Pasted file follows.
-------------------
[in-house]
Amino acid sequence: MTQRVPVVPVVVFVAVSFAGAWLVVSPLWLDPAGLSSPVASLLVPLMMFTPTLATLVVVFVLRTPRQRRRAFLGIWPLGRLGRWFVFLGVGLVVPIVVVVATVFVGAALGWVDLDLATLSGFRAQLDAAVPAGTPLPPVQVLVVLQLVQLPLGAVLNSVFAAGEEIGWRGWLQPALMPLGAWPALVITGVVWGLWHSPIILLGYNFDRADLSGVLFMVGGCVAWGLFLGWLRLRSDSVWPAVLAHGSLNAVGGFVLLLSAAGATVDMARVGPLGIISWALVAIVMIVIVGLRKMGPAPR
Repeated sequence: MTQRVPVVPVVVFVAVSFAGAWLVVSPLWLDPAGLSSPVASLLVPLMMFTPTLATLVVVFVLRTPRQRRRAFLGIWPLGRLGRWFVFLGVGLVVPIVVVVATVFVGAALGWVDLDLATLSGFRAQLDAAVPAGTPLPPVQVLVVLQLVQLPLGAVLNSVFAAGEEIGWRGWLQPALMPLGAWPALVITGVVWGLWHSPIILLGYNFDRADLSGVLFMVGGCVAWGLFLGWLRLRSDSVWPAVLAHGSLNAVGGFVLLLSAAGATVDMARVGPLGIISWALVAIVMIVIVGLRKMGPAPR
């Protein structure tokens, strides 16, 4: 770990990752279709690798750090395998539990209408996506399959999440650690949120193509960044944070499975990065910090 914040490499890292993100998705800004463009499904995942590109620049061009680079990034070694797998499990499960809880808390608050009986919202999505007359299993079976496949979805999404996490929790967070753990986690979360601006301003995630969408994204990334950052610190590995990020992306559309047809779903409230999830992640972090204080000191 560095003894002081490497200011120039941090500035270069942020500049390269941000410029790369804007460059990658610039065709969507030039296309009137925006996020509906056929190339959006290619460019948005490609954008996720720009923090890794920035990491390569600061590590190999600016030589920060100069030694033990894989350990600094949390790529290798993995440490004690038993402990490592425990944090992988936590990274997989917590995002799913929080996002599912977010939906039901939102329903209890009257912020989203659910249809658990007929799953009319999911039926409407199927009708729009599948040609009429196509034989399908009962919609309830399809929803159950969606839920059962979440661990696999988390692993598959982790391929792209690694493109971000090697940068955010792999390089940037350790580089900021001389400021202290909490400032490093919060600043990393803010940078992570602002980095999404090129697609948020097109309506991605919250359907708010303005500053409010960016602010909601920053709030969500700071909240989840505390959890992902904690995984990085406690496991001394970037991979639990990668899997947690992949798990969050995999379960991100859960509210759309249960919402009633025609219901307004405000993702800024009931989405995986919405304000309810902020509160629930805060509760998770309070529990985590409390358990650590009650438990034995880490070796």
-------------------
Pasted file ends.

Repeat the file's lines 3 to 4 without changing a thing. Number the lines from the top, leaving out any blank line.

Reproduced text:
Repeated sequence: MTQRVPVVPVVVFVAVSFAGAWLVVSPLWLDPAGLSSPVASLLVPLMMFTPTLATLVVVFVLRTPRQRRRAFLGIWPLGRLGRWFVFLGVGLVVPIVVVVATVFVGAALGWVDLDLATLSGFRAQLDAAVPAGTPLPPVQVLVVLQLVQLPLGAVLNSVFAAGEEIGWRGWLQPALMPLGAWPALVITGVVWGLWHSPIILLGYNFDRADLSGVLFMVGGCVAWGLFLGWLRLRSDSVWPAVLAHGSLNAVGGFVLLLSAAGATVDMARVGPLGIISWALVAIVMIVIVGLRKMGPAPR
């Protein structure tokens, strides 16, 4: 770990990752279709690798750090395998539990209408996506399959999440650690949120193509960044944070499975990065910090 914040490499890292993100998705800004463009499904995942590109620049061009680079990034070694797998499990499960809880808390608050009986919202999505007359299993079976496949979805999404996490929790967070753990986690979360601006301003995630969408994204990334950052610190590995990020992306559309047809779903409230999830992640972090204080000191 560095003894002081490497200011120039941090500035270069942020500049390269941000410029790369804007460059990658610039065709969507030039296309009137925006996020509906056929190339959006290619460019948005490609954008996720720009923090890794920035990491390569600061590590190999600016030589920060100069030694033990894989350990600094949390790529290798993995440490004690038993402990490592425990944090992988936590990274997989917590995002799913929080996002599912977010939906039901939102329903209890009257912020989203659910249809658990007929799953009319999911039926409407199927009708729009599948040609009429196509034989399908009962919609309830399809929803159950969606839920059962979440661990696999988390692993598959982790391929792209690694493109971000090697940068955010792999390089940037350790580089900021001389400021202290909490400032490093919060600043990393803010940078992570602002980095999404090129697609948020097109309506991605919250359907708010303005500053409010960016602010909601920053709030969500700071909240989840505390959890992902904690995984990085406690496991001394970037991979639990990668899997947690992949798990969050995999379960991100859960509210759309249960919402009633025609219901307004405000993702800024009931989405995986919405304000309810902020509160629930805060509760998770309070529990985590409390358990650590009650438990034995880490070796």